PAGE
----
Originally published on Tue December 4, 2012 2:11 pm
Chances are you're familiar with the phrase "a well-balanced diet." Two to three servings of meat, poultry or fish; three to five servings of vegetables — you know the drill. When we talk about being "well-balanced" today, we're usually talking about the specific nutrients we put into our body.
While this might seem like a relatively new development — a product of the past 50 years of fitness programs and diet regimes — as it turns out, this idea goes back much further.
Jeffrey Hillman's bare feet on a frigid night in New York City last month inspired a police officer to buy the seemingly homeless man a pair of warm boots — a moment captured in a heartwarming photo that went viral.
Originally published on Tue December 4, 2012 1:47 pm
Editor's Note: Throughout the Syrian uprising, the government has allowed few foreign journalists and other outsiders into the country, and there has been limited information about many parts of the country. In this essay, a Syrian citizen describes life in the capital Damascus. For security reasons, NPR is not identifying the author.
The people of Damascus seem to be bracing for the worst, fearing that a revolt now 20 months old is building to a ferocious fight for control of the capital.
I'm Michel Martin and this is TELL ME MORE from NPR News. Coming up, years after the big banks got support from the federal government and with interest rates at record lows, small businesses are still struggling to get access to credit. We're wondering why that is, so we'll try to find out in our Money Coach conversation in just a few minutes.
And now to matters of personal finance. We all remember the financial crisis the country faced four years ago. The numbers suggest that the economy is improving slowly but surely. Interest rates are at near record lows, but our next guest says - and this is something you might have experienced yourself - a lot of people are still having a difficult time getting access to credit, especially small-business owners and home owners with less than perfect credit.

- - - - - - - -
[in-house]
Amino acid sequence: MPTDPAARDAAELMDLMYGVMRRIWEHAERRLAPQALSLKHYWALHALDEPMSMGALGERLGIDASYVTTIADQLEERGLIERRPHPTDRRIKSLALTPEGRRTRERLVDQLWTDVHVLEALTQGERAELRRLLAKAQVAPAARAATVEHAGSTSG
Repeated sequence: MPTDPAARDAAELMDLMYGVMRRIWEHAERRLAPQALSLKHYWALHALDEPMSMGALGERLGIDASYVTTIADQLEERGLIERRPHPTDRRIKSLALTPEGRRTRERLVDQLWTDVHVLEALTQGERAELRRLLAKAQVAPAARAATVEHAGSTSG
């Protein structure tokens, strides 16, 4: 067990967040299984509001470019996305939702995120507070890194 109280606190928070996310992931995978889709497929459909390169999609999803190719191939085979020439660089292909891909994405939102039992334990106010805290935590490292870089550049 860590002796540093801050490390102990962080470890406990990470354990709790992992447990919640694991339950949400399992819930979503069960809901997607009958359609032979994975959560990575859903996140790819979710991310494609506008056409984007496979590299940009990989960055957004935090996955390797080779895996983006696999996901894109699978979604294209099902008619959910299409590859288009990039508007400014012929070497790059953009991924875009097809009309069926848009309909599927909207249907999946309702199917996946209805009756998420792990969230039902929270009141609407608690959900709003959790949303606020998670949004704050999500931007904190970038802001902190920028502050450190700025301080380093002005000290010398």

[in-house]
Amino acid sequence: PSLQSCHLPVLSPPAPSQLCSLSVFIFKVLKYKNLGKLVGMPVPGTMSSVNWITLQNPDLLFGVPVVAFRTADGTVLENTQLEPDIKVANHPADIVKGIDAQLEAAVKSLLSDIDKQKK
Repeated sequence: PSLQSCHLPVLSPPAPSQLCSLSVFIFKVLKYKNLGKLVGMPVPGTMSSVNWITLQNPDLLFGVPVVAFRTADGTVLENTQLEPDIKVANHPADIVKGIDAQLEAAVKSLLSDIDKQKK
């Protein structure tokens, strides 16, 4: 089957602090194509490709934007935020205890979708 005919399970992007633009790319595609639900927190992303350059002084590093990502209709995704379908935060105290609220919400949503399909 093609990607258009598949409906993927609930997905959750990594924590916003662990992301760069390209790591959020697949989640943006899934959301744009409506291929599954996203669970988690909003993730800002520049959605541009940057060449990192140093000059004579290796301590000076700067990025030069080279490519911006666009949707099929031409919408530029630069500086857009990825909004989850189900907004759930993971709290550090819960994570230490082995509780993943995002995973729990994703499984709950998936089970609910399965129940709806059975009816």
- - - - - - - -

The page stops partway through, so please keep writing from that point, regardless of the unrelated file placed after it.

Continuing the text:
I'm Michel Martin and this is TELL ME MORE from NPR News. They say it takes a village to raise a child, but maybe you just need a few moms in your corner and generally at this time, we check in with a group of parents who share their experiences and common sense advice.
I'm Michel Martin and this is TELL ME MORE from NPR News. Later in the program we are going to head to Central Africa to find out what's happening in the Democratic Republic of Congo, where an armed rebel group managed to take over one of the country's most important cities, despite the presence of a massive United Nations peacekeeping force. We'll talk about how that happened and why it matters with a reporter who is there on the ground. That's coming up later in the program.
When it comes to health insurance, working for a small company often means making do with less than employees get at big firms.
Small companies offer coverage less often. Even when they do make it available, it may cost more and be less comprehensive. One reason: Small employers just don't have the bargaining clout with insurers that larger firms have.
Originally published on Wed December 5, 2012 8:02 am
A campaign to raise awareness about the struggles of low-income Americans who depend on food stamps gets a high-profile plug today as Mayor Cory Booker of Newark, N.J., begins a week of living on $30 worth of food.